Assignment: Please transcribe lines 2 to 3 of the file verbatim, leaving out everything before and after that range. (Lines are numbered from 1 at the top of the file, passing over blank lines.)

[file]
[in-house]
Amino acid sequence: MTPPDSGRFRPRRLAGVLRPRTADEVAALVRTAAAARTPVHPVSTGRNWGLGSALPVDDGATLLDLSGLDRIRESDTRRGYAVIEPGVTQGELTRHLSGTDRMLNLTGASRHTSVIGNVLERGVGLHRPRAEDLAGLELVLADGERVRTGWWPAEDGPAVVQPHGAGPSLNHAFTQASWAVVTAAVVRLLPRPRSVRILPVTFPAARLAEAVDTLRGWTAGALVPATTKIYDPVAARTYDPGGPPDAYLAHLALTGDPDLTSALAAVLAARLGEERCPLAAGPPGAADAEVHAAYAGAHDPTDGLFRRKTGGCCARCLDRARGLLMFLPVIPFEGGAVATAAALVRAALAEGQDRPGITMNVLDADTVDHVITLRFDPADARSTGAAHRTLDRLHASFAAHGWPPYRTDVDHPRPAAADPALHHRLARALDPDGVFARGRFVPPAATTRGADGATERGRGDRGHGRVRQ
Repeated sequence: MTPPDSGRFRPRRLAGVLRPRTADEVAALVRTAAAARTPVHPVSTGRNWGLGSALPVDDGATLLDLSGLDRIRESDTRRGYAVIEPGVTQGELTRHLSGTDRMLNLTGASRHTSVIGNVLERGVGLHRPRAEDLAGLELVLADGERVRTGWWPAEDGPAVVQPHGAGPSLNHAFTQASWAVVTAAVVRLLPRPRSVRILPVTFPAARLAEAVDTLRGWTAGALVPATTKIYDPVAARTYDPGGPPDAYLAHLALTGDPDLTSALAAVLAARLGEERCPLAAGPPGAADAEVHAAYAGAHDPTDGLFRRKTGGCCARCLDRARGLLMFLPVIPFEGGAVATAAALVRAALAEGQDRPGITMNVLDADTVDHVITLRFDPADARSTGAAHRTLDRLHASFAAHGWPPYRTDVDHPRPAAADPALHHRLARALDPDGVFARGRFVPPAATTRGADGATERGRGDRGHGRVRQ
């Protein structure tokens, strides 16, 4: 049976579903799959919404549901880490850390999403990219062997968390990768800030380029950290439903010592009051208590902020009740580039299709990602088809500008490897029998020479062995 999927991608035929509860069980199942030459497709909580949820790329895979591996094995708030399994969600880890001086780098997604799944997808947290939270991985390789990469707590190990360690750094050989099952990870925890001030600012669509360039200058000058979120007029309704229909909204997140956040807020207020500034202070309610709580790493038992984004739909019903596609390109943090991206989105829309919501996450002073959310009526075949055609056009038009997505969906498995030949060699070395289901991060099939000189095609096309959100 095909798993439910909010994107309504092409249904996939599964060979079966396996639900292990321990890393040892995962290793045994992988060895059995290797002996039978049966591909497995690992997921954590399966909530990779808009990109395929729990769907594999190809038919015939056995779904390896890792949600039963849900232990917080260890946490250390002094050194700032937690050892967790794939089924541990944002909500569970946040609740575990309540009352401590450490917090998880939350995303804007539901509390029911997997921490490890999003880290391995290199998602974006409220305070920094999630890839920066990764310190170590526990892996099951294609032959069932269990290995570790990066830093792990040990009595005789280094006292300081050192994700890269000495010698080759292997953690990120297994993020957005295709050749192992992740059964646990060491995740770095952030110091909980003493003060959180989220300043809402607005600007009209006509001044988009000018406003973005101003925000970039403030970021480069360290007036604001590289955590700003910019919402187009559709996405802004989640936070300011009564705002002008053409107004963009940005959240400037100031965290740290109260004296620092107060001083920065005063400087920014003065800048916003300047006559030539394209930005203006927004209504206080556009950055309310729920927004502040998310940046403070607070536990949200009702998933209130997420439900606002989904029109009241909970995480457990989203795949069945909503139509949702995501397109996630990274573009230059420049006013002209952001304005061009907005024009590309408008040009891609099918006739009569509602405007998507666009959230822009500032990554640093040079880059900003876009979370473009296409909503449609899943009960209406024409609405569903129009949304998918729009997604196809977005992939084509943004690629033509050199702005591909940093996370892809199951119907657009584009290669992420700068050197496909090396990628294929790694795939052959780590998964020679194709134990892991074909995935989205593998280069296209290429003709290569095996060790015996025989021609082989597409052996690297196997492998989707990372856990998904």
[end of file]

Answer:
Amino acid sequence: MTPPDSGRFRPRRLAGVLRPRTADEVAALVRTAAAARTPVHPVSTGRNWGLGSALPVDDGATLLDLSGLDRIRESDTRRGYAVIEPGVTQGELTRHLSGTDRMLNLTGASRHTSVIGNVLERGVGLHRPRAEDLAGLELVLADGERVRTGWWPAEDGPAVVQPHGAGPSLNHAFTQASWAVVTAAVVRLLPRPRSVRILPVTFPAARLAEAVDTLRGWTAGALVPATTKIYDPVAARTYDPGGPPDAYLAHLALTGDPDLTSALAAVLAARLGEERCPLAAGPPGAADAEVHAAYAGAHDPTDGLFRRKTGGCCARCLDRARGLLMFLPVIPFEGGAVATAAALVRAALAEGQDRPGITMNVLDADTVDHVITLRFDPADARSTGAAHRTLDRLHASFAAHGWPPYRTDVDHPRPAAADPALHHRLARALDPDGVFARGRFVPPAATTRGADGATERGRGDRGHGRVRQ
Repeated sequence: MTPPDSGRFRPRRLAGVLRPRTADEVAALVRTAAAARTPVHPVSTGRNWGLGSALPVDDGATLLDLSGLDRIRESDTRRGYAVIEPGVTQGELTRHLSGTDRMLNLTGASRHTSVIGNVLERGVGLHRPRAEDLAGLELVLADGERVRTGWWPAEDGPAVVQPHGAGPSLNHAFTQASWAVVTAAVVRLLPRPRSVRILPVTFPAARLAEAVDTLRGWTAGALVPATTKIYDPVAARTYDPGGPPDAYLAHLALTGDPDLTSALAAVLAARLGEERCPLAAGPPGAADAEVHAAYAGAHDPTDGLFRRKTGGCCARCLDRARGLLMFLPVIPFEGGAVATAAALVRAALAEGQDRPGITMNVLDADTVDHVITLRFDPADARSTGAAHRTLDRLHASFAAHGWPPYRTDVDHPRPAAADPALHHRLARALDPDGVFARGRFVPPAATTRGADGATERGRGDRGHGRVRQ